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FAQ for Long Island Criminal Defense Attorneys

Q. If the complainant agrees to “drop the charges” after I have been arraigned, what will happen to my case?

A. When you are prosecuted for a crime it is the People of the State of New York against the Defendant. It is not the Complainant against the Defendant. It is a common misunderstanding that a complainant can “drop the charges”. It is not up to a complainant as to whether or not they want to drop the charges. Once a criminal prosecution has begun only the District Attorney has the power to “drop the charges.” A complainant may refuse to co-operate with the District Attorney and the case then becomes more difficult for the District Attorney to prosecute, but the complainant can never “drop the charges”.

Q. Do I have the right to refuse a random bag search in the subway?

A. This is a very grey area, and until somebody actually challenges these searches and gets a ruling from a court there is not much you can do other than turn around and leave the station. Under New York case law (People v. DeBour) there are four levels of permissible police intrusion. (1) The police have the right to approach a citizen to request information when there is some objective credible reason for that interference, although not indicative of criminality (which can be practically anything). (2) The police can then intrude upon a person’s privacy to a greater degree and can obtain explanatory information by means short of a forcible seizure if there is founded suspicion that criminal activity is afoot. (3) An officer can forcibly stop and detain a person when the officer has a reasonable suspicion that the person has committed, is committing or is about to commit a felony or a misdemeanor. (4) If the officer stops and detains a person and then entertains an independent and reasonable suspicion that he is in physical danger because the detainee is armed, the officer may frisk the detainee. De Bour has been expanded upon and interpreted many different ways throughout the years. I think the random bag search falls somewhere between level (2) and (3), but the legality of it is definitely questionable.

Q. If I am arrested and held for processing, how long will it take before I am arraigned?

A. Typically it takes about 24 hours to make it all the way through the system from arrest to arraignment.

Q. What steps need to be taken after an injury?

A. The most important step to take immediately after suffering an injury is to seek medical attention. Even if your injury is not severe, it’s important to have documentation of your condition. Then, consult an experienced personal injury lawyer. You should also obtain a copy of your medical records, save your medical bills and maintain records of all other documents pertinent to your case. Your personal injury lawyer will need those documents to build a strong case on your behalf.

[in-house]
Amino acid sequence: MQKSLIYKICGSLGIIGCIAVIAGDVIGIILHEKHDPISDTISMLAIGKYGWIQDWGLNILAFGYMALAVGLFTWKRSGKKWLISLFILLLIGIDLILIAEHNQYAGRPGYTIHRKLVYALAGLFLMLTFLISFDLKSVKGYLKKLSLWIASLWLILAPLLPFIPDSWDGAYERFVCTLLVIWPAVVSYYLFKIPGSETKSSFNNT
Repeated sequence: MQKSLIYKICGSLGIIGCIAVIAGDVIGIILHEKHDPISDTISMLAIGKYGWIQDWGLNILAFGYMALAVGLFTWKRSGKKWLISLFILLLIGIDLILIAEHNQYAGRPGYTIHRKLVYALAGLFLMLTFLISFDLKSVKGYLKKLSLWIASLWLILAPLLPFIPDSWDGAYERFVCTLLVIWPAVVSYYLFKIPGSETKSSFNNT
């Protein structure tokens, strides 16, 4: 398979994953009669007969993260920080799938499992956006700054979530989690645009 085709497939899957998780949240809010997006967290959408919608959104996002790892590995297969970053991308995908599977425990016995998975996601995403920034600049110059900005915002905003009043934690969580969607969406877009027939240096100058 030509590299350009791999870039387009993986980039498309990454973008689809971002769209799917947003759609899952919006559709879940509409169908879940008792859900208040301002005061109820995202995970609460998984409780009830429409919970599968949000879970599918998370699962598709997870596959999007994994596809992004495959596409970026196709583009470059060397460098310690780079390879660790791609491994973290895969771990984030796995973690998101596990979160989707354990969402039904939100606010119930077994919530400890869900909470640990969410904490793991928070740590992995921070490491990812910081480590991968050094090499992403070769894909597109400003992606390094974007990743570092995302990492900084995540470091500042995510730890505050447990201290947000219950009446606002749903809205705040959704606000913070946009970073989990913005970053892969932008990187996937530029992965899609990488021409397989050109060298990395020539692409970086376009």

Q. Do I need a personal injury attorney?

A. The insurance companies have fully trained attorneys who review all possible claims their insurance company may be liable for. You should have an experienced personal injury attorney fighting for your interests from the beginning as well. Since most personal injury cases are taken on a contingency basis there is no harm in engaging an attorney early in the process. Should your injuries subside and you do not have a case you can simply disengage with no legal fee owed. However, if your injuries are serious, having an attorney involved early will help you get maximum compensation.

Q. What to do if injured in an accident?

A. It is important to gather all the relevant evidence. Take photos, records witnesses names and contact information. Keep a diary of all doctors and diagnosis. Of course, having an experienced Long Island personal injury attorney on your team is vital to help you focus on your recovery while ensuring you receive maximum compensation.

Q. What to do if involved in a car accident?

A. If you were injured in a car accident all medical bills should be paid through no-fault coverage. Who receives No-Fault? The No-Fault Law applies to any driver, cyclist, passengers or pedestrian, injured by a motor vehicle in New York State. To qualify for no-fault coverage the following must be met: The accident occurred in New York; the injured party was the driver or passenger of the insured vehicle or a cyclist or pedestrian struck by or in contact with the motor vehicle; the vehicle must be a car, truck, bus, taxi (not a motorcycle) or other vehicle covered by New York No-Fault law; the vehicle is registered in New York; the vehicle has an insurance policy sold in New York or issued by a company licensed to do business in the State of New York. Who doesn’t receive No-Fault? Motorcyclists, Vespa or scooter riders (depending on the engine size); injuries as a result of operating a motor vehicle while intoxicated.

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